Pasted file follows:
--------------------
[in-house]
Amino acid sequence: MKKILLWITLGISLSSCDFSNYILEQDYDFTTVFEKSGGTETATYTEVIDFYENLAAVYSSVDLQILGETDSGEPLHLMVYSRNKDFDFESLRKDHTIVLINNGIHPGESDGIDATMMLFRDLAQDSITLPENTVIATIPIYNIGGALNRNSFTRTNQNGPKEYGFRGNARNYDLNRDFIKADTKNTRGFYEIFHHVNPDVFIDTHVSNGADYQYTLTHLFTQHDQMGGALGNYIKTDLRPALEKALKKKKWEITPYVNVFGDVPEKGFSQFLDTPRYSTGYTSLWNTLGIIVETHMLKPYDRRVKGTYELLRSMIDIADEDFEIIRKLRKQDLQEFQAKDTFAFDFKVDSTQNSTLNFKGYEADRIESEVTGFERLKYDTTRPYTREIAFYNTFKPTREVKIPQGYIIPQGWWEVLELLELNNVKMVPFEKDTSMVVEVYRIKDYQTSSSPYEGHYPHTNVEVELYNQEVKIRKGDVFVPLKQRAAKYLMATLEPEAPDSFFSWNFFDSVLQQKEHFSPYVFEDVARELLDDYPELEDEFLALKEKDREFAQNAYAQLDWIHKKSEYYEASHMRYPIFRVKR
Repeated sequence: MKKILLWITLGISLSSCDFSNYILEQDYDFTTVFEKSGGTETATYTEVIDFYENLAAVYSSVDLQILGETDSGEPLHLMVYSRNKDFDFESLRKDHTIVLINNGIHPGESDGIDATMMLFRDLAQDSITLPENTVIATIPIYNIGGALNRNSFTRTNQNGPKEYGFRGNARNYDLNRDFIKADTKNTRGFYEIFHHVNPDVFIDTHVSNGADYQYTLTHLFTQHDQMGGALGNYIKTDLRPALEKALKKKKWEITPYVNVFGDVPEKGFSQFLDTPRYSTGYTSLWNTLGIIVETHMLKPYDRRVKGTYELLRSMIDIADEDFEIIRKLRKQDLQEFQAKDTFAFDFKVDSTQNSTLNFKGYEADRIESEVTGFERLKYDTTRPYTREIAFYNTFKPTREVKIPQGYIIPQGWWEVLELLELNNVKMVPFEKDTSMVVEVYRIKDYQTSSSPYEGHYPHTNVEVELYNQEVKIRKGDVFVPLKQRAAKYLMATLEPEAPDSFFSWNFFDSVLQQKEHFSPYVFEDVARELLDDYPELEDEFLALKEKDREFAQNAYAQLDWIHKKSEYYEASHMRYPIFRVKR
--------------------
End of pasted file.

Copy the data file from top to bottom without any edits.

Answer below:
[in-house]
Amino acid sequence: MKKILLWITLGISLSSCDFSNYILEQDYDFTTVFEKSGGTETATYTEVIDFYENLAAVYSSVDLQILGETDSGEPLHLMVYSRNKDFDFESLRKDHTIVLINNGIHPGESDGIDATMMLFRDLAQDSITLPENTVIATIPIYNIGGALNRNSFTRTNQNGPKEYGFRGNARNYDLNRDFIKADTKNTRGFYEIFHHVNPDVFIDTHVSNGADYQYTLTHLFTQHDQMGGALGNYIKTDLRPALEKALKKKKWEITPYVNVFGDVPEKGFSQFLDTPRYSTGYTSLWNTLGIIVETHMLKPYDRRVKGTYELLRSMIDIADEDFEIIRKLRKQDLQEFQAKDTFAFDFKVDSTQNSTLNFKGYEADRIESEVTGFERLKYDTTRPYTREIAFYNTFKPTREVKIPQGYIIPQGWWEVLELLELNNVKMVPFEKDTSMVVEVYRIKDYQTSSSPYEGHYPHTNVEVELYNQEVKIRKGDVFVPLKQRAAKYLMATLEPEAPDSFFSWNFFDSVLQQKEHFSPYVFEDVARELLDDYPELEDEFLALKEKDREFAQNAYAQLDWIHKKSEYYEASHMRYPIFRVKR
Repeated sequence: MKKILLWITLGISLSSCDFSNYILEQDYDFTTVFEKSGGTETATYTEVIDFYENLAAVYSSVDLQILGETDSGEPLHLMVYSRNKDFDFESLRKDHTIVLINNGIHPGESDGIDATMMLFRDLAQDSITLPENTVIATIPIYNIGGALNRNSFTRTNQNGPKEYGFRGNARNYDLNRDFIKADTKNTRGFYEIFHHVNPDVFIDTHVSNGADYQYTLTHLFTQHDQMGGALGNYIKTDLRPALEKALKKKKWEITPYVNVFGDVPEKGFSQFLDTPRYSTGYTSLWNTLGIIVETHMLKPYDRRVKGTYELLRSMIDIADEDFEIIRKLRKQDLQEFQAKDTFAFDFKVDSTQNSTLNFKGYEADRIESEVTGFERLKYDTTRPYTREIAFYNTFKPTREVKIPQGYIIPQGWWEVLELLELNNVKMVPFEKDTSMVVEVYRIKDYQTSSSPYEGHYPHTNVEVELYNQEVKIRKGDVFVPLKQRAAKYLMATLEPEAPDSFFSWNFFDSVLQQKEHFSPYVFEDVARELLDDYPELEDEFLALKEKDREFAQNAYAQLDWIHKKSEYYEASHMRYPIFRVKR